Monday, June 6, 2016

Behind the Book...with Megan E. Bryant!

Happy Monday, friends! Today, we Cottagers are very happy to welcome author Megan E. Bryant, to talk a little bit about the story behind the making of her debut picture book, DUMP TRUCK DUCK! 

Take it away, Megan!

The idea for DUMP TRUCK DUCK came to me from a jar of buttons I was sorting with my daughter. These two buttons—a duck and a dump truck—fell into my hand, and the title immediately popped into my mind. My writer’s intuition started whispering. This is a good one, it said. You should write this manuscript. You should write it in rhyme.

Just as quickly, I heard something else: the sound of glass breaking, records scratching, and brakes shrieking. Write it in rhyme? Was I nuts?
It’s one of the great ironies of children’s publishing that rhyming picture books are the first thing that come to mind when most people think of children’s books—and yet, just about any professional will tell you to avoid writing in rhyme. It’s sound advice, too. Not only is writing in rhyme—or perhaps I should say writing well in rhyme—tremendously difficult, there’s a strong bias against it in the industry. Why? I suspect that agents and editors have been victims of such a barrage of forced rhymes and uneven rhythms that it feels like a personal affront. After all, a bad rhyme isn’t just cringeworthy; it’s painful.
That’s why I tried to resist the urge to write DUMP TRUCK DUCK in rhyme. But sometimes, ideas have minds of their own. My early prose drafts were plodding and dull. Even worse, rhymes kept popping into the prose even as I tried to avoid them. At last, I had to accept the inevitable: For me to write this story, I needed to make it rhyme. And if I was going to write it in rhyme, it had to be as flawless as possible.

Once I started rhyming, the text evolved into something lilting and playful; it flowed with much more ease, even though I was spending a considerable amount of time on the end rhymes and the meter. Opportunities to add alliteration felt like a game; writing like this was joyful and exhilarating, teaching me a lesson that continues to influence my writing: Don’t be afraid to flout conventional wisdom when your story demands it.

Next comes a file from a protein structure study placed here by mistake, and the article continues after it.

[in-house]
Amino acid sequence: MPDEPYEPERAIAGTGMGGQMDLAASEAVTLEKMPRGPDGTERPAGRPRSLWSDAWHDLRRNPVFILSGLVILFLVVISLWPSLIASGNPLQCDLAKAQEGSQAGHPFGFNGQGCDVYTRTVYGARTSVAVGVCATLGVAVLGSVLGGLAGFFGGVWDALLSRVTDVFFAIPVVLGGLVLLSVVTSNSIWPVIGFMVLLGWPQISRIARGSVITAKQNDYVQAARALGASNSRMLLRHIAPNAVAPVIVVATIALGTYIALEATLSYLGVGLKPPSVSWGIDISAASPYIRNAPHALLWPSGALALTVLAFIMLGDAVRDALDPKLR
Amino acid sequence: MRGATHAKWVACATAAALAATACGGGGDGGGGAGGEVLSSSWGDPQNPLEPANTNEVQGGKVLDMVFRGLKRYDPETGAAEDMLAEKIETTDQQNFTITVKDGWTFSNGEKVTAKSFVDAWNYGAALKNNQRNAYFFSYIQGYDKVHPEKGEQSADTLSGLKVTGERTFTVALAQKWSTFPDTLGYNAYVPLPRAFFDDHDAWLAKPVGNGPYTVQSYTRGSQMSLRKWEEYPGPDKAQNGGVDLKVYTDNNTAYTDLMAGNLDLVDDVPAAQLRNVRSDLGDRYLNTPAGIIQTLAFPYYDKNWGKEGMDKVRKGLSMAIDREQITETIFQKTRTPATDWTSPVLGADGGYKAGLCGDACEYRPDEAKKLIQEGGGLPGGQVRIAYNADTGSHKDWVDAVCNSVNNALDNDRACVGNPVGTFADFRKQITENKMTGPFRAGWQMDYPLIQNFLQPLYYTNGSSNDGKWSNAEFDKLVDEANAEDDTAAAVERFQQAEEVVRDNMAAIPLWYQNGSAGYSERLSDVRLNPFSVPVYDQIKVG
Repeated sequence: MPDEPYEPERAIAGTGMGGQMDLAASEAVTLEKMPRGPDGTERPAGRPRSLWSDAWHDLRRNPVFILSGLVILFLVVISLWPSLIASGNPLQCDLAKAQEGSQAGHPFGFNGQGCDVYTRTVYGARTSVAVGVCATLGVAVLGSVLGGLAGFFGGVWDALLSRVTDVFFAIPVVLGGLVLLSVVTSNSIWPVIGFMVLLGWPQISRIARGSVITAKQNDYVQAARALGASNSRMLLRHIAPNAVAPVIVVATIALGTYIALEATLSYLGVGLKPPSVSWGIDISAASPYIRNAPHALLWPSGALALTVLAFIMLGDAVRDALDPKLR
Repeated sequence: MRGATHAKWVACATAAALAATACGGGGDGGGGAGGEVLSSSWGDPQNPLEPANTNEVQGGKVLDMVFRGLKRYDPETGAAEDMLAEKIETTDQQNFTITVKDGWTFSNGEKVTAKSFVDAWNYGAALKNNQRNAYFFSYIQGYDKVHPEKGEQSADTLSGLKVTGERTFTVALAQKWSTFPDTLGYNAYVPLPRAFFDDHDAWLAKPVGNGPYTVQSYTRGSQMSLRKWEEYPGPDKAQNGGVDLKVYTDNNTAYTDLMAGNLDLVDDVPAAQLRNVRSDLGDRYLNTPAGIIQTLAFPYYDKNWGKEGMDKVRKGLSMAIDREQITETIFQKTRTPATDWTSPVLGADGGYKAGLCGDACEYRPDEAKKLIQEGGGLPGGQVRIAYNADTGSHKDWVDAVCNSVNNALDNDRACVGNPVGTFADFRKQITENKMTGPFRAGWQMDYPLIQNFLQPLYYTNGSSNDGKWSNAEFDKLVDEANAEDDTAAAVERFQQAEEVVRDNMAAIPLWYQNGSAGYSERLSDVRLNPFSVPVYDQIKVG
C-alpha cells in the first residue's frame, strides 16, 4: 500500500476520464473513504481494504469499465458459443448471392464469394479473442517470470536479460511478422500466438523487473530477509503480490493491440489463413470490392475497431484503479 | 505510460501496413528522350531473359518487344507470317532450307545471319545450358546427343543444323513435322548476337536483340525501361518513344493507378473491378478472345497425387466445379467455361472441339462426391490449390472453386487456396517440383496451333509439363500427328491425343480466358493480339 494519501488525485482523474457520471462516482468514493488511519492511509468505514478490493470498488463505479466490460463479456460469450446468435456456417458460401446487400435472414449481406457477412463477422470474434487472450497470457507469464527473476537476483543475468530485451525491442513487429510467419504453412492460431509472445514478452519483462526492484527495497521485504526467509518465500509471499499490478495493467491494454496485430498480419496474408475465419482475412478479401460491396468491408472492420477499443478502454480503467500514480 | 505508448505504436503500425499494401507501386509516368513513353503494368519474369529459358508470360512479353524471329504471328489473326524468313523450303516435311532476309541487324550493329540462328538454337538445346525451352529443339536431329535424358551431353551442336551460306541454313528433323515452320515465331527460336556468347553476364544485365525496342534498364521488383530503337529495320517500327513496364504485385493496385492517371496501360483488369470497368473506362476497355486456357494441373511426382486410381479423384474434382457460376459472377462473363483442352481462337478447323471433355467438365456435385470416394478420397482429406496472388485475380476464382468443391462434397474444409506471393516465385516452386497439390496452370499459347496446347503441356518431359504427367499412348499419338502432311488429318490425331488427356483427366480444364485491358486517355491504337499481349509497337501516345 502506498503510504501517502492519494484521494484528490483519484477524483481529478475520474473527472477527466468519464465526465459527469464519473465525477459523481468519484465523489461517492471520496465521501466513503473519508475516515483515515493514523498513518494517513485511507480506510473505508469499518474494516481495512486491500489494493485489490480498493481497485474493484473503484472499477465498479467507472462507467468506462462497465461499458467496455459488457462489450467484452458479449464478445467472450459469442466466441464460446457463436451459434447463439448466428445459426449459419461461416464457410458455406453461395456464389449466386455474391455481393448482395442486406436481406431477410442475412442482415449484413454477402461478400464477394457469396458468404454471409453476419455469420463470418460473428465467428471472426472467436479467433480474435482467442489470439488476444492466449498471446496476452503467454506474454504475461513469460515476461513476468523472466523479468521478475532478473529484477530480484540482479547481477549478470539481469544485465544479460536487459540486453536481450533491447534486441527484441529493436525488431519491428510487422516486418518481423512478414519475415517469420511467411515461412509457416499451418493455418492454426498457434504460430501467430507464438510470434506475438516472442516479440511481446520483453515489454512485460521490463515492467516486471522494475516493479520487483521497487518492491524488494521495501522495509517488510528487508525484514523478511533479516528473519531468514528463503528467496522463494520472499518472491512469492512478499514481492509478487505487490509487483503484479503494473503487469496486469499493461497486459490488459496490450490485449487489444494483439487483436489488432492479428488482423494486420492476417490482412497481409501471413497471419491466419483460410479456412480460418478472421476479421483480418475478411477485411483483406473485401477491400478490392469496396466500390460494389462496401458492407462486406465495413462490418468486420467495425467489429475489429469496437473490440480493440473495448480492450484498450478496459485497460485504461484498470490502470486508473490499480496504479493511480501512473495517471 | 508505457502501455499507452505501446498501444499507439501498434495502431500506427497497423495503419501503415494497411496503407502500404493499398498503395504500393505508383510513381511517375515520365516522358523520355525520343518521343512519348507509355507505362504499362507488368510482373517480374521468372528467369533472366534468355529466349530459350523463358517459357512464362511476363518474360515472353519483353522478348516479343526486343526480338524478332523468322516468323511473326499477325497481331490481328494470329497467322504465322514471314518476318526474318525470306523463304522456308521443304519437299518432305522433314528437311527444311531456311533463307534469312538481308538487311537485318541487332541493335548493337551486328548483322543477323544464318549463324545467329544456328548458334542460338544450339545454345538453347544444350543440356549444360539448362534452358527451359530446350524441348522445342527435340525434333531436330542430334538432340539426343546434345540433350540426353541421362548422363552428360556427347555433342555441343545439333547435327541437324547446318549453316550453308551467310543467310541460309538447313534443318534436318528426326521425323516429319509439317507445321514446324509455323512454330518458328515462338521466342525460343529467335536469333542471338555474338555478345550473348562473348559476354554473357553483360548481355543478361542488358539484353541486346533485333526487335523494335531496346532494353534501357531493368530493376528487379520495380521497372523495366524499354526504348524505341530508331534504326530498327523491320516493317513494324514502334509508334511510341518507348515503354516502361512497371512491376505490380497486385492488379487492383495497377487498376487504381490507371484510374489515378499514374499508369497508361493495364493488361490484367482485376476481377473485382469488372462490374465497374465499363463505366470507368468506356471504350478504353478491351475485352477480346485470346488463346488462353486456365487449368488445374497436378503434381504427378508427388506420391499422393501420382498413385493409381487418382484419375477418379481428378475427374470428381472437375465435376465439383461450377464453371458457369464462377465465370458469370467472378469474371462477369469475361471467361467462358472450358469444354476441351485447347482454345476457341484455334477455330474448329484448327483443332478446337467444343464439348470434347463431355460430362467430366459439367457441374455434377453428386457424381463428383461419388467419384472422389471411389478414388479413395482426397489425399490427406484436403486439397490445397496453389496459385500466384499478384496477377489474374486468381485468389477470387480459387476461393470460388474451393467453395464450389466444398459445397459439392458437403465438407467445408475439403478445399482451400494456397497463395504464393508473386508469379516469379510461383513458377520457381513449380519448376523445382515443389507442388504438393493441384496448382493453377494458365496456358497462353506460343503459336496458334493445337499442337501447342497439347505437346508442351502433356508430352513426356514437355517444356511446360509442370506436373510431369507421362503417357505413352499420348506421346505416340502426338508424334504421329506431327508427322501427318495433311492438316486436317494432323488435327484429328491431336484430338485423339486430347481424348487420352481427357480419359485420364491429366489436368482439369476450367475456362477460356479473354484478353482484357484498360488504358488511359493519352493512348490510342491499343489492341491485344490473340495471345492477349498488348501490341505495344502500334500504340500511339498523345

After a few months of intense work, it was time to see if my rhyme was ready for the world. Every day, alone in my office, I read the manuscript aloud, listening intently for bumpy or awkward lines. Of course, I was naturally biased to adjust the way I read it so that everything would sound just right. That meant I needed to hear how it sounded when other people read it—an especially important step since picture books are meant to be read aloud. Whenever anybody stumbled with the text, I made a note; it was fascinating to observe how an individual’s inflection, regional accent, or pronunciation could reveal an issue with a line I previously thought sounded just fine. Each reading led to a little more editing, a little more tweaking, until the manuscript was ready for the final test: review by a dear friend who has a master’s degree in poetry. She examined each and every line, marking them to highlight the stressed beats so that when she sent the manuscript back to me, it looked like this:

With their vests and hardhats on,
Ducks dig up the scrubby lawn.
Clouds of dust and dirt appear
As the site begins to clear.

My friend’s expert review was invaluable; now I always mark the beats when I write in rhyme. If your manuscript rhymes, I highly recommend finding a poetry professor to review it for an honorarium. An expert’s feedback would be worth every penny.

At last, I was confident that the rhyme in DUMP TRUCK DUCK was as good as I could possibly get it.  All that hard work paid off, as this manuscript—the one that resisted prose at every turn—was the one to attract interest from agents and eventually became my picture-book debut!

Thanks so much, Megan — and thanks for this awesome coloring page:

Megan E. Bryant has written more than 250 children’s books for ages ranging from babies to teens. Two of her books, Mythlopedia: Oh My Gods! and Mythlopedia: She’s All That! were named 2009 VOYA Nonfiction Honor Books. As a former children’s book editor, Megan had the opportunity to edit more than 325 books and learn the inner workings of the publishing industry, experience that she uses to help emerging writers navigate a complex industry. Megan will have eight new books launching in 2016 and 2017, including a new series from Scholastic called Pocket Genius and her YA debut, Glow. Learn more about Megan and her books at

1 comment:

  1. This looks like such an adorable book!! Congrats to you, Megan! Nice to see you here (as well as at Tara's blog more recently :) )